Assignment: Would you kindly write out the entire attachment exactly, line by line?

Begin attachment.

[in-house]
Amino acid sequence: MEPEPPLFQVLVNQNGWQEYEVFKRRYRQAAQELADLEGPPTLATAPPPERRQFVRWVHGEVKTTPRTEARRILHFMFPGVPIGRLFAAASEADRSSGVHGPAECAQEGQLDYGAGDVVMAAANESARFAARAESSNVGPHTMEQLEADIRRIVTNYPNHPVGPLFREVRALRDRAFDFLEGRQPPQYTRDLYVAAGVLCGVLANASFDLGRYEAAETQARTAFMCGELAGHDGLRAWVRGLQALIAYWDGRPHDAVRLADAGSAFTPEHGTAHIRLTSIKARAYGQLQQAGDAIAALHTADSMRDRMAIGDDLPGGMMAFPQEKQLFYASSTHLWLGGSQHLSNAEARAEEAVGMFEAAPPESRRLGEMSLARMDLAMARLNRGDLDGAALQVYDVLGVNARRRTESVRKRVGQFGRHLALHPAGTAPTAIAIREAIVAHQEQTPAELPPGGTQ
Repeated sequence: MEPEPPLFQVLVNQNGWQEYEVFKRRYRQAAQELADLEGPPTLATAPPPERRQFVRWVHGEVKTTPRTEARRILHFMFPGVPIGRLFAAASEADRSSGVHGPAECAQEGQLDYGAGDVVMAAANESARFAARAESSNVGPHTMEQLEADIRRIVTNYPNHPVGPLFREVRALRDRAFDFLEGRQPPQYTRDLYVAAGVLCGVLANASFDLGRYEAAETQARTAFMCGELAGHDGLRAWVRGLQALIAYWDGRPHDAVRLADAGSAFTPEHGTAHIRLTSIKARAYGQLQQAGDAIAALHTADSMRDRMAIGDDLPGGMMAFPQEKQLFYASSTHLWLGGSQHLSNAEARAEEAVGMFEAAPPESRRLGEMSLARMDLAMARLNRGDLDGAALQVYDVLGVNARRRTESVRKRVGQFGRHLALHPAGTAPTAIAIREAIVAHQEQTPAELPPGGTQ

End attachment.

[in-house]
Amino acid sequence: MEPEPPLFQVLVNQNGWQEYEVFKRRYRQAAQELADLEGPPTLATAPPPERRQFVRWVHGEVKTTPRTEARRILHFMFPGVPIGRLFAAASEADRSSGVHGPAECAQEGQLDYGAGDVVMAAANESARFAARAESSNVGPHTMEQLEADIRRIVTNYPNHPVGPLFREVRALRDRAFDFLEGRQPPQYTRDLYVAAGVLCGVLANASFDLGRYEAAETQARTAFMCGELAGHDGLRAWVRGLQALIAYWDGRPHDAVRLADAGSAFTPEHGTAHIRLTSIKARAYGQLQQAGDAIAALHTADSMRDRMAIGDDLPGGMMAFPQEKQLFYASSTHLWLGGSQHLSNAEARAEEAVGMFEAAPPESRRLGEMSLARMDLAMARLNRGDLDGAALQVYDVLGVNARRRTESVRKRVGQFGRHLALHPAGTAPTAIAIREAIVAHQEQTPAELPPGGTQ
Repeated sequence: MEPEPPLFQVLVNQNGWQEYEVFKRRYRQAAQELADLEGPPTLATAPPPERRQFVRWVHGEVKTTPRTEARRILHFMFPGVPIGRLFAAASEADRSSGVHGPAECAQEGQLDYGAGDVVMAAANESARFAARAESSNVGPHTMEQLEADIRRIVTNYPNHPVGPLFREVRALRDRAFDFLEGRQPPQYTRDLYVAAGVLCGVLANASFDLGRYEAAETQARTAFMCGELAGHDGLRAWVRGLQALIAYWDGRPHDAVRLADAGSAFTPEHGTAHIRLTSIKARAYGQLQQAGDAIAALHTADSMRDRMAIGDDLPGGMMAFPQEKQLFYASSTHLWLGGSQHLSNAEARAEEAVGMFEAAPPESRRLGEMSLARMDLAMARLNRGDLDGAALQVYDVLGVNARRRTESVRKRVGQFGRHLALHPAGTAPTAIAIREAIVAHQEQTPAELPPGGTQ